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Catalyzing worker co-ops & the solidarity economy

Dairy cooperatives support livelihoods of thousands of women in India

Unorganized markets, transportation difficulties and inaccessible input and extension support services are but a few of the obstacles facing villagers wishing to start dairy businesses in Uttarakhand. The lack of storage facilities acts as an incentive to farmers to keep unsold milk and mix it with the next day’s batch, causing higher levels of milk spoilage and contamination, as well as financial losses. Faced with these obstacles, increasing milk production and making a reasonable profit is extremely difficult for Uttarakhand’s small-scale dairy farmers.

This situation began to change in rural Uttarakhand in 2008 when the Himmotthan Society started assisting a group of dairy-farming women to establish self-help federations, pooling their resources and knowledge to improve milk quality and cattle productivity. The women formed livestock producer groups: one group per village, with 12–15 villages per federation, and one dairy enterprise per federation. Each federation received a grant to purchase equipment for transport, storage and the testing of milk quality. Milk collection centres were established within 16–20 km of each dairy enterprise and 40 km from end markets, and vehicles were hired by each federation to transport the milk to market. But access to feed, veterinary health and breeding services and technical knowledge to improve milk yields remained a problem.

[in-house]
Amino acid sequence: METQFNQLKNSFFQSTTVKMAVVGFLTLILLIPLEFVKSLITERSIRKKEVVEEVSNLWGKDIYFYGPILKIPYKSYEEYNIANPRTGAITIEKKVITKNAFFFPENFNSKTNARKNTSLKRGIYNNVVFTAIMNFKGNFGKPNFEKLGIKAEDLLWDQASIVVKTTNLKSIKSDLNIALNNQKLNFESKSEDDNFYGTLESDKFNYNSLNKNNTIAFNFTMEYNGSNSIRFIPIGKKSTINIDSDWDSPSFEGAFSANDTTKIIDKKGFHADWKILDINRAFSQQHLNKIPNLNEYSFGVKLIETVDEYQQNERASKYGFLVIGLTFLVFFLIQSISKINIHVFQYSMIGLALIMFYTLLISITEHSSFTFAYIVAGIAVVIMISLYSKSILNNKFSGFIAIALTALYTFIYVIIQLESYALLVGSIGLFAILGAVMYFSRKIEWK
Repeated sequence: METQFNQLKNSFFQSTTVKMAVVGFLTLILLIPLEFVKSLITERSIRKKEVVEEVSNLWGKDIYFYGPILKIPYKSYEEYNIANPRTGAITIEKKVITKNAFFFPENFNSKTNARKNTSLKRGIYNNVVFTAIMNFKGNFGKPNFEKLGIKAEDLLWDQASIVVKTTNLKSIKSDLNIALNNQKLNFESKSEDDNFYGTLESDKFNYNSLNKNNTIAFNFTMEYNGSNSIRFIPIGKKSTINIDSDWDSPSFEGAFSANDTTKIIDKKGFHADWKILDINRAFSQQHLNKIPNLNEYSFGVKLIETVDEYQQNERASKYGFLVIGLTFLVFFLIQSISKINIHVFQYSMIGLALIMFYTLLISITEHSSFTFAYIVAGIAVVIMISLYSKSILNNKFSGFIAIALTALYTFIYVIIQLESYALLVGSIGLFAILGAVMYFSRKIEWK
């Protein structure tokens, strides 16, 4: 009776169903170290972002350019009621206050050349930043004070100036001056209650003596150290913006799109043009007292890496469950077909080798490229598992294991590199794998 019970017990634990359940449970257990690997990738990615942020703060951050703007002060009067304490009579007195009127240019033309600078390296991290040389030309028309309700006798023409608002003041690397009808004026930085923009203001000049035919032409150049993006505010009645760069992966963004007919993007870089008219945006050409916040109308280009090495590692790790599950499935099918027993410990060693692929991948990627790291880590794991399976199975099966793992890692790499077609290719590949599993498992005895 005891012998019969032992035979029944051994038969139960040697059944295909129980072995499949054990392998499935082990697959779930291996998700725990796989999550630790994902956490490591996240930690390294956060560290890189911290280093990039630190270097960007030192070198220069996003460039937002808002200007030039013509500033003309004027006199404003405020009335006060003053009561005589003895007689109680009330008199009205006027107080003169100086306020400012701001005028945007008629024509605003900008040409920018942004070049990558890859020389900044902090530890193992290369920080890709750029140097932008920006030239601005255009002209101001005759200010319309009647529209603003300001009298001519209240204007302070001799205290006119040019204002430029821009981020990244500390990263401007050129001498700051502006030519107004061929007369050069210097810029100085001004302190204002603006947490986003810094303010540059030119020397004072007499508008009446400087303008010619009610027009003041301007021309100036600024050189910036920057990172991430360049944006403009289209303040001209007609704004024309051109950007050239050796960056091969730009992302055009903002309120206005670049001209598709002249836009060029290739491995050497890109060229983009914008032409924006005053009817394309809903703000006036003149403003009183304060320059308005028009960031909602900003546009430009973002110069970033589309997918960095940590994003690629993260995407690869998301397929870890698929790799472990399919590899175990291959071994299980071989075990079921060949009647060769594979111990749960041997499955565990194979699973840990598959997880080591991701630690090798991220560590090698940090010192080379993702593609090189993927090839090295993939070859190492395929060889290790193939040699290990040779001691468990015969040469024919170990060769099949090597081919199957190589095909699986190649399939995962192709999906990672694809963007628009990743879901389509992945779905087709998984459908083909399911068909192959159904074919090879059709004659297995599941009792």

A year later, the International Livestock Research Institute (ILRI) teamed up with Himmotthan to provide research and technical support to help address the major productivity constraints facing Uttarakhand’s small-scale farmers. 

Read the rest at ILRI News

 

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